Do you want to know who is leading the Swedish elite league in goaltender wins this season? I don't know, and as far as I can tell there's no way to find out on their official website. They simply omit wins as a stat category.
If you want to sort Swedish goalies by statistics, you can only sort them by save percentage, GAA, total shots against and total saves against. That's it. They apparently don't seem to care that they aren't providing us with the crucial information that lets us know whether league-leader Victor Fasth is a "martyr goaltender" pointlessly racking up numbers on a bad team, or whether #2 ranked Alexander Salak really knows how to make the big saves in the clutch. How are us North Americans supposed to make snap judgments about these goalies' characters and their ability to perform under pressure when they are leaving out the crucial information of how good their teammates are?
It's quite possible there is some other way to find out which Swedish goalie has the most wins, but I just like the fact that they obviously don't consider that to be of any importance, given that they don't even bother to show the numbers.
Same thing with the International Ice Hockey Federation. Go to their website, and you won't find win/loss records either. Not only that, but like the other European sites their default sort is by save percentage (so much so that the link you have to click on to see goalie numbers is called "Goalkeepers (SVS%)", as shown here at the site for the 2010 Olympics). In contrast most North American sites will rank by GAA first, and even the NHL's own stats summary page for goalies ranks them by wins.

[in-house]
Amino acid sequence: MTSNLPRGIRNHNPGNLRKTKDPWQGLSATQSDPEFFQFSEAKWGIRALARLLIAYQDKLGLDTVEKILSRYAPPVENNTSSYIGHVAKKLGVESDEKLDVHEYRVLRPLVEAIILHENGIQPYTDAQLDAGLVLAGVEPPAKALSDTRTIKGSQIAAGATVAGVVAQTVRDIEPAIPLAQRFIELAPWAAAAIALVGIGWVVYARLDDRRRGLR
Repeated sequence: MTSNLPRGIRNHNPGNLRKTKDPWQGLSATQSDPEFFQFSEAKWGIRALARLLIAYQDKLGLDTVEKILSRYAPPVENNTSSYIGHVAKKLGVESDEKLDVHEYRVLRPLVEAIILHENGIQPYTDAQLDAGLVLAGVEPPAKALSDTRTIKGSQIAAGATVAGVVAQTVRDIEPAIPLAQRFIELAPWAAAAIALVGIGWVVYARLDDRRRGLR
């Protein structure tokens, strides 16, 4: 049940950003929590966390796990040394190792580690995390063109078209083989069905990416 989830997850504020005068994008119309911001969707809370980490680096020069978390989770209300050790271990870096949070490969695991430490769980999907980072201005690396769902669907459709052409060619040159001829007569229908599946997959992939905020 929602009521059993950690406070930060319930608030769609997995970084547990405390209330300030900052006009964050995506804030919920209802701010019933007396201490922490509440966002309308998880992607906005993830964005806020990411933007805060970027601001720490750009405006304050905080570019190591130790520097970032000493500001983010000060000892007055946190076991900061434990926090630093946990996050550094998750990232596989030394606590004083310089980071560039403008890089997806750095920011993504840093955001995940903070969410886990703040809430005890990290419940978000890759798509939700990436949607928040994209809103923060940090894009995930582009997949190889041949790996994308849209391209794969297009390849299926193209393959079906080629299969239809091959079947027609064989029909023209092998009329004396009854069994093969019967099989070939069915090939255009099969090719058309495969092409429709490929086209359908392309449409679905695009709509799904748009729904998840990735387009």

The only reason anybody gives any weight at all to goalie wins is because of the long tradition of tracking them and the related myths told by generations of hockey people and broadcasters. Europe probably doesn't have the same tradition, or else perhaps somewhere along the line somebody decided to speak up and point out how stupid it was to track team results at the individual level. Either way, good for them. Given that they don't care about wins and losses, how do you think Swedish and Finnish coaches are evaluating their young goalie prospects? No doubt they are using almost exclusively save percentage, and with the recent European goalie invasion it's pretty hard to argue with the results.